The present article is an attempt to explain, in as simple a manner as humanly possible, the technique Lalla Ded followed to reach her destination: discovering the Supreme residing in the depths of her own soul. She adopted the theory and practice of Trika 'Sastra' called Kashmir Shaivism, The technique has a physiological mystical content. It adopts the Laya Yoga though other yogas exist like Hatta Yoga, Mantra Yoga, Jnana Yoga and Bakhti Yoga. In kashmiri the Laya Yoga is called the kundalini Yoga. According to this yoga there are six Cakras (Chakras) or centres of Cosmic power in the human body. The Kundalini Sakti is supposed to lie coiled round the svayambhu (the genital part) at the muladhara Cakra. This Sakti is roused through yogis exercises or mantras and brought up through the six circles to the highest centre, the Sahasrara, the abode of Siva. A kind of mystical bridge is established to help the Kundalini Shakti to reach this highest point. There exists a nadi (in the abstract) called Sushumna nadi which enables the practiser to reach this seat of Siva and enjoy the mystical taste of nectar oozing from Shashikala, Digit of the Moon. To understand it better one has to become more familiar with Kashmir Sahivism. Parmasiva is the highest metaphysical principle of this system. It has two aspects: one, the static, the eternal changeless and Pure Consciousness, two, the dynamic, the one in constant flux. The first is named Siva, the second Shakti, the two being one and the same. Man's spiritual goal is to establish identity of the two in his own being. This effort is obstructed by the power of the senses and the waywardness of the mind over our higher existence. The world is like a magnetic illusion and the bold ofthe senses is so strong that man lives many lives to seek their satisfaction. And the most formidable task for the seeker of the Infinite according to the Laya yoga is that he has to die (control his/her senses) and know the Supreme Self while alive. The mind can be controlled through the vital energy of consciousness centered in the body in the form of Susumna nadi, the uneven movement of prana and apana is brought to a uniform rhythm by breath control. The Susumna nadi extends from the muladhara at the base near the rectum right up to Sahasrara in the crown of the head along the spinal cord. It is through this subtle mystical corridor that Kundalini Sakti rises upwards to meet her consort Siva in that thousand-petalled lotus of Sahasrara Within these two extremes are six centres of energy cilled cakras or lotuses. These are:

1. Muladhar - at the base of the spinal cord.
2. Suadhishsthana - at the base of the reproductive organ
3. Manipur - in the region of the navel
4. Anahata - in the region of the heart
5. Visudha - near the throat
6. Ajna - between the two eyebrow
There are two other nadis running parallel to the Susmna. These are ida and pingla. Prana flows through the former while apana flows through the latter. The two breaths are kept in perfect balance through the practice of yoga. All the channels (nadis) join at the two eyebrows' junction; this point is called Triveni, symbolic confluence of Ganga, Jamuna and Saraswati. The Rundalini Sakti which normally lies dormant is awakened by yogic exercises and it then cuts its way through the six cakras to meet 'her' consort Shiva in Sahasrara, Prana goes upwards while apana downwards. To attain spiritual goal, man has to control five pranas, ten indriyas and their controller, the wavering mind. This is done through abhyas or yoga practice. Prana rises at the heart and ends at a distance of twelve fingers from the nose. To attain absolute control, the mystic syllable OM is repeated with rise and fall of breath as it travels through - subtle channels another mantra is called hamsah. This mantra enables the yogis to concentrate. At each of these points there occurs a split second in which prana remains still. It is this interval which brings the seeker to the abode of Siva. The unstuck sound of anahata or OM coincides with hamsa. There is complete merger of man's soul with Universal Soul; then there is an ecstatic revelation that the two are in reality one:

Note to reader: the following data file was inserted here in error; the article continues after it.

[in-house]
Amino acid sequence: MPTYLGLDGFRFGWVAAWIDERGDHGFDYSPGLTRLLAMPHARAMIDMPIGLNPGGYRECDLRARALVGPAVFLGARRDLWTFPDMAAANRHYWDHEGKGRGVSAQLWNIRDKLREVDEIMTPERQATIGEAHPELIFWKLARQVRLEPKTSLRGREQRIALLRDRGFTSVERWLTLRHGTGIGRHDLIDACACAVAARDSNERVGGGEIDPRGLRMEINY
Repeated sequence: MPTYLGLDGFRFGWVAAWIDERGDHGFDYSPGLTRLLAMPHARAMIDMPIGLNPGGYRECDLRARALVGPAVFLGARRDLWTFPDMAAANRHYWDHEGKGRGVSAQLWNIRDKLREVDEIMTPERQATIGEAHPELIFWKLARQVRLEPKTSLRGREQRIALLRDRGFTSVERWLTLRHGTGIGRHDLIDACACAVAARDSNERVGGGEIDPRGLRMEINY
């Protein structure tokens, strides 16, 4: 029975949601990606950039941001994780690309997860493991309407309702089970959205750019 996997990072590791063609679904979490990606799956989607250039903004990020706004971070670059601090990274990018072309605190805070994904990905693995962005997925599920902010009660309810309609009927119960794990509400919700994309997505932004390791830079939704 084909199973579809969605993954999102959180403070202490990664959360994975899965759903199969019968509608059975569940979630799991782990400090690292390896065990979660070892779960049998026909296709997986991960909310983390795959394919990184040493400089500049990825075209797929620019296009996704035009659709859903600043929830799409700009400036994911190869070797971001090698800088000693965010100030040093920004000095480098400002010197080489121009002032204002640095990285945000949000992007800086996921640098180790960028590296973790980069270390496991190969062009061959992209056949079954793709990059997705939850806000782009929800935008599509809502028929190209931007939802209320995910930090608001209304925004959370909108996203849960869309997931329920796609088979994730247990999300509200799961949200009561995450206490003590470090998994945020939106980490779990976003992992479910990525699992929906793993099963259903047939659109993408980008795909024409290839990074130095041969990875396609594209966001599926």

Through the central channel of Susumna
I reached the sanctum sanctorum of my own soul
And lo! I beheld Siva and Sakti sealed in one.
Feeling ecstatic I reached the nectar-lake of the mystic moon
Apparently dead, I am now really alive.
The same anubhawa is expressed in another telling vaakh:
I held firm the reins of the horse, my mind,
I controlled well the pranas coursing through the ten nadis;
Then did the nectar of the mystic moon
Melt and flow, suffusing my whole being,
The mind thus curved,
My void merged with the void of pure consciousness.
Thus Lalla Ded, without rejecting the flesh altogether but accepting it only as a necessary evil, found her spiritual salvation within her own self.
I discovered the Lord
Within the walls of my own soul.
Note: The author has consulted many books written on Lalleshwari especially those of Jaya Lal Koul and Nil Kanth-Kotru.
 
Article reproduced from:
Patrika
Kashmiri Overseas Association
Lal Ded
Kashmiri Saints